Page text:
The liquid crystal compositions will have as their cholesteric components at least about 50 percent and not more than about 95 percent by weight, more usually from about 50 to 90 percent by weight of cholesteryl or cholestanyl 3-chloropropionate. While for the most part the cholesteryl compounds will be employed, cholestanyl compounds can be substituted for the cholesteryl compounds.
The cholesteric liquid crystal compositions' components will come within the following formula: ##EQU1## wherein:
Ch has the following formula: ##SPC1##
the cholestanyl or cholesteryl ring being bonded at the 3 position;
m is 0 or 1, usually 0; and
R is an organic radical which is the residue of an acyl group or alcohol or phenol.
In addition to the 3-chloropropionate ester, one or more cholesteryl esters will be employed where the acyl functionality has an aromatic ring, normally a benzene ring, which may be substituted or unsubstituted. Preferably, the ring will be substituted with electron withdrawing groups (electronegative groups), those having sigmam values of greater than 0.05, preferably from about 0.1 to 0.8.
These compounds will for the most part have the following formula: ##SPC2##
Ch and m have been defined previously;
p is 0 or 1, usually 0, with m + p = 1;
n is 0 to 3, usually 0 to 2, and preferably 1 to 2; and
X is alkyl of from 1 to 12 carbon atoms, more usually alkyl of from 6 to 12 carbon atoms; oxo-carbonyl of from 1 to 6 carbon atoms, more usually of from 2 to 4 carbon atoms, e.g. acetyl, propionyl, etc.; cyano, nitro, halo, particularly of atomic number 9 to 35, e.g. fluoro, chloro and bromo, non-oxo-carbonyl of from 1 to 12 carbon atoms, more usually of from 1 to 6 carbon atoms, including the parent carboxy acid, esters and amides; thiooxy derivatives of from 1 to 6 carbon atoms, e.g. methyl sulfonyl; oxy, e.g. ethoxy, and the like. Preferably the substituents will be in meta and/or para positions.
The ester having the benzene ring will normally be present in at least 5 weight percent and not exceed 50 weight percent, more usually being from about 10 to 50 weight percent. The total of the benzene ring containing ester and 3-chloropropionate ester will generally be at least 70 weight percent, more usually at least 80 weight percent.
Illustrative esters include cholesteryl cinammate, cholesteryl m-nitrobenzoate, cholesteryl p-cyanobenzoate, cholesteryl 2,4-difluorobenzoate, cholesteryl p-bromobenzoate, cholesteryl toluate, cholesteryl anisate, para-ethylsulfonylbenzoate, cholesteryl terphthalate monoamide, and cholesteryl para-butyrylbenzoate.
Generally, the benzene ring containing esters will have from 1 to 3 substituents, usually 1 to 2, and preferably only one substituent.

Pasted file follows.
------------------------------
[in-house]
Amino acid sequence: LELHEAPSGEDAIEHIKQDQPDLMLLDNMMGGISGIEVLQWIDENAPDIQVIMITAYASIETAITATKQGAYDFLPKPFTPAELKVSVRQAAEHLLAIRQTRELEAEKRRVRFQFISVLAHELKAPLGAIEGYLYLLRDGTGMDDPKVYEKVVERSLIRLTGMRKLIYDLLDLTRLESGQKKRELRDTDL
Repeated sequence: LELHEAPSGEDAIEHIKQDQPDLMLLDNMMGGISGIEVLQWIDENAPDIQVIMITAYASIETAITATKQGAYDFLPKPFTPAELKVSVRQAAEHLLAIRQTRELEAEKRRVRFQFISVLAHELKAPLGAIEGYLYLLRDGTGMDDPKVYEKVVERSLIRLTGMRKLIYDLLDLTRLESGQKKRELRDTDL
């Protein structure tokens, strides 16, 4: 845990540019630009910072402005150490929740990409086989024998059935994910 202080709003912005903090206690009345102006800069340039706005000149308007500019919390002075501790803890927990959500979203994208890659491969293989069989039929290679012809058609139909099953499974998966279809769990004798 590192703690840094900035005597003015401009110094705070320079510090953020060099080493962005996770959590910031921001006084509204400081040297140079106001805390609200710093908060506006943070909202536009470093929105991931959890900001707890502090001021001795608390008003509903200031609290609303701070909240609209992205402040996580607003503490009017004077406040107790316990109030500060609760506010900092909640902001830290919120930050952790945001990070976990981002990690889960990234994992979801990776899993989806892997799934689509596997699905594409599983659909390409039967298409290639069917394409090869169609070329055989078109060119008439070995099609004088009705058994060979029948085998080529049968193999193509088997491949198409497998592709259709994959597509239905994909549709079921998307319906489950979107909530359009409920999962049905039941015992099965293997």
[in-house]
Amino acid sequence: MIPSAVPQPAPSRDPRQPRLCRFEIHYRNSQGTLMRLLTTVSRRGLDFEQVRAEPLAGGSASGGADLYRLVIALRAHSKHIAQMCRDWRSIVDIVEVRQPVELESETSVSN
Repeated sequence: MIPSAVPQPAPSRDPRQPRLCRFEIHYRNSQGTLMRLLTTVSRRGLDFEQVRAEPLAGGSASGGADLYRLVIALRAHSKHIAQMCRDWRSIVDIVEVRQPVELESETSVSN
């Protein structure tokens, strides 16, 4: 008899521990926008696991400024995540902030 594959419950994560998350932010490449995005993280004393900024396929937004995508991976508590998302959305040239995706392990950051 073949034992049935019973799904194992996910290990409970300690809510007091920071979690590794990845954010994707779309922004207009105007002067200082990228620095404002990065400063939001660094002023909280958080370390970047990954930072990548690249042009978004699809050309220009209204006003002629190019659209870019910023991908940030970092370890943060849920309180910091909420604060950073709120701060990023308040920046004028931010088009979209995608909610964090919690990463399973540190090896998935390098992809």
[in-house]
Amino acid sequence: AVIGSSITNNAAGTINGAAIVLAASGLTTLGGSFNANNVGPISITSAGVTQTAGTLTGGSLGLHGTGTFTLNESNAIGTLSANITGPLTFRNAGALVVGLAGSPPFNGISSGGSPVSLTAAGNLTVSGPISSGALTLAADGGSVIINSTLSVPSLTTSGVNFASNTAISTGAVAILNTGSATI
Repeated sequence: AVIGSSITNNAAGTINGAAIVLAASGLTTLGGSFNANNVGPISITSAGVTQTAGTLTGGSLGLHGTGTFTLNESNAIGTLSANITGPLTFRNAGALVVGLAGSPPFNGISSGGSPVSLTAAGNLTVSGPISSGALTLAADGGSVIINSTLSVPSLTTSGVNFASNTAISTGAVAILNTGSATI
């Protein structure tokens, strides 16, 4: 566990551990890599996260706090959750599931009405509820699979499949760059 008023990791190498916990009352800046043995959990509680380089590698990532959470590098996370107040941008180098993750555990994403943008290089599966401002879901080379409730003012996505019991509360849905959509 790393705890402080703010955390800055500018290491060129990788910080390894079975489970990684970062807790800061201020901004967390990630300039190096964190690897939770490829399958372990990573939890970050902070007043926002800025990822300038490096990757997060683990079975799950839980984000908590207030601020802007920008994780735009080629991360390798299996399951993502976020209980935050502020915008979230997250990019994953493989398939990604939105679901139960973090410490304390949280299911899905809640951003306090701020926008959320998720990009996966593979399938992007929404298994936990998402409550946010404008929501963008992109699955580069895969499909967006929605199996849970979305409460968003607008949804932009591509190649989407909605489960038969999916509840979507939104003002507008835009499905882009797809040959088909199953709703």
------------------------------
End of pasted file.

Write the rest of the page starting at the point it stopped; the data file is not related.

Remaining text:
From about 0 to 20 weight percent of the composition may be a cholesteryl ester which does not come within the definition of the other two components. These esters will normally be aliphatic esters having from 0 to 1 site of ethylenic unsaturation, otherwise saturated, and of from 1 to 18 carbon atoms, more usually of from 2 to 18 carbon atoms, and will either be the carboxyacyl ester or carbonate ester where the aliphatic group is derived from an alcohol.
This third component will generally have the following formula: ##EQU2## wherein:
Ch and m have been defined previously; and
R' is an aliphatic group having from 0 to 1 site of ethylenic unsaturation, normally saturated, which may be branched chain or straight chain, frequently straight chain, and is of from 1 to 18 carbon atoms, more usually of from 2 to 18 carbon atoms, and preferably of from about 6 to 16 carbon atoms.
Where aromatic esters are employed which are unsubstituted on the benzene ring or do not have an electron withdrawing substituent, usually they will be used in amounts of not greater than about 25 weight percent and, generally, solely with the 3-chloropropionate ester. These compositions will therefore have from about 75 to 95 weight percent of the 3-chloropropionate and from about 5 to 25 weight percent of the aromatic ester.
The compositions of this invention are readily prepared by mixing the components together until the composition is substantially homogeneous. The compositions may be formulated in a wide variety of ways in accordance with conventional techniques for preparing liquid crystal films. The subject compositions can be employed neat, can be encapsulated in accordance with the technique described in U.S. Pat. No. 3,585,381, or dispersed in polymeric matrixes such as described in U.S. Pat. No. 3,619,254, and as described in copending application Ser. No. 425,006, filed Dec. 17, 1973, or the like. The liquid crystal compositions when employed with a binder matrix will generally be present in from about 5 to 90, usually from about 20 to 70 weight percent of the solids in the film.